East Fork Spring. It seemed like such a good idea at the time. The name, that is.
I mean, my name is Spring. And being on the East Fork of the Lewis, the river I so carelessly and completely fell in love with, made me East Fork Spring.
My love for the East Fork was nothing if not true. I adored it and life on its banks consumed me. I worked nonstop to make my home with it.
I wandered next to it and through it. Got lost in its current.
My own epic love story. The girl who fell in love with a river.
Trouble is, epic love stories are only epic once tragedy joins the party.
Many moons ago, my best friend Claire and I went to see The English Patient. As we exited the theater, puffy-eyed and snotty, Claire summed it up most concisely.
"True love sucks," she cried, "everybody dies."
In both a literal sense and a figurative one, Claire nailed it.
The day I left the river, part of me died. How much of me is gone is yet to be determined.
It's been long enough since that day that the pain should have subsided. Instead it has settled heavily in my core, as if maybe it will stay.
A week ago, I let the domain registration of eastforkspring.com lapse. As if maybe I could get myself back from the East Fork's hold. As if, indeed.
Who would I be? Who is East Fork Spring without the East Fork?
The short answer is: I'm me. Always have been. Always will be.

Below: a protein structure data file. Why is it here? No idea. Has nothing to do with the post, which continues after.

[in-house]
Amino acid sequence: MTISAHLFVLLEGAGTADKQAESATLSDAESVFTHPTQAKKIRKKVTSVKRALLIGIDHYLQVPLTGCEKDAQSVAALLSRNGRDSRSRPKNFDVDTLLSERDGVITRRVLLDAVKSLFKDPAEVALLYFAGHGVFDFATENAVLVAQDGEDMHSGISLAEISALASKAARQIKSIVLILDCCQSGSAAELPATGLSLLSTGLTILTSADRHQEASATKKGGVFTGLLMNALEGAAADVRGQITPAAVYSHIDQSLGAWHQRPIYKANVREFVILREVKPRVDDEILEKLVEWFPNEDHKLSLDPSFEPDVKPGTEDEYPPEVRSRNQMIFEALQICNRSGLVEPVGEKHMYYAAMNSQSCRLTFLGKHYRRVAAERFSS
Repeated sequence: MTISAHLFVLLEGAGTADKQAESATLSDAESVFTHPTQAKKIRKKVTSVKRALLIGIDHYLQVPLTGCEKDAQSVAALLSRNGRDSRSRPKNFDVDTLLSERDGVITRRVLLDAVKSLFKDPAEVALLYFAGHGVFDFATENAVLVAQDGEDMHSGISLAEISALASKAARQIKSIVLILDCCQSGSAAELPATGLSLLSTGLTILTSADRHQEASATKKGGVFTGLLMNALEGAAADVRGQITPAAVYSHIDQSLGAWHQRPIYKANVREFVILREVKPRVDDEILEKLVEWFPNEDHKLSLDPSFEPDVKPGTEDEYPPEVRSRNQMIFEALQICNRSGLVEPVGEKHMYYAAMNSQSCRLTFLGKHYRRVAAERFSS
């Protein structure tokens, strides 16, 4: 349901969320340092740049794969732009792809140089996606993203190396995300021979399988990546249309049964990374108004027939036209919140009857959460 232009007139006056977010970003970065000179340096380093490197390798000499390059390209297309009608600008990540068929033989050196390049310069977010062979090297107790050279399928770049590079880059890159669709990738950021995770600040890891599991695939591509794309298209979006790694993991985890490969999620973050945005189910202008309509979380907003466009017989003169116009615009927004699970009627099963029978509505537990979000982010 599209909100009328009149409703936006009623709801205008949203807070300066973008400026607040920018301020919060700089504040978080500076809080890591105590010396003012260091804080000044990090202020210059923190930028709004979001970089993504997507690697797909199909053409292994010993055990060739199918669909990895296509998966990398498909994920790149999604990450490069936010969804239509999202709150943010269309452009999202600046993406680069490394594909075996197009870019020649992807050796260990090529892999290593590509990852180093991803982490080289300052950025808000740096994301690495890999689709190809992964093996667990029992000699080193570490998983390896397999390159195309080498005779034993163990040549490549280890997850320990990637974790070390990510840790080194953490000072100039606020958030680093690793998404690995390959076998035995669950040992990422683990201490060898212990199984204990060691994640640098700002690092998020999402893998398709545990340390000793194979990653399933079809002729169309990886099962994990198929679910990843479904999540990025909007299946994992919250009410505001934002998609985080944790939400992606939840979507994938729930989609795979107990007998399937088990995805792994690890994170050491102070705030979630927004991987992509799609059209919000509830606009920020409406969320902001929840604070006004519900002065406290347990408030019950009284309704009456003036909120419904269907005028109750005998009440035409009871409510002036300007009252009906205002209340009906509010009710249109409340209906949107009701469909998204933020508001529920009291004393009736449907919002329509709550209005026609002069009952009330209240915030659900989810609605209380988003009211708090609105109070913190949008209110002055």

Truth told, I don't feel much like me.
I'm uncomfortable. My heart hurts. I'm lost and I'm sad.
Whatever plate of shit life served up was palatable when I knew in the new day I would be drinking my morning coffee in the most beautiful place on earth.
Now I am painfully aware each morning that I am not.
Occasionally I will wake up hopeful, imagining I've heard it's soft rushing beyond my door. Instead of my river, the sound is nearby traffic and my hope fades to shame. I feel like a fool.
Overcome with longing, I went to see my river today. I thrust my hands and feet into the cold green water and welcomed it's hurt into my joints. I allowed myself the familiar and falsely reassuring embrace of an old lover who, this time, will leave by design.
Leave me with the hollow noise between the thuds of my heart. The echo keeps me awake, but I at least recognize it is my own. It's all I have some days. It's what I am alone.
What's left of me is what's left for me.
After all, wherever you go, there you are.
Love or no love.
River or no river.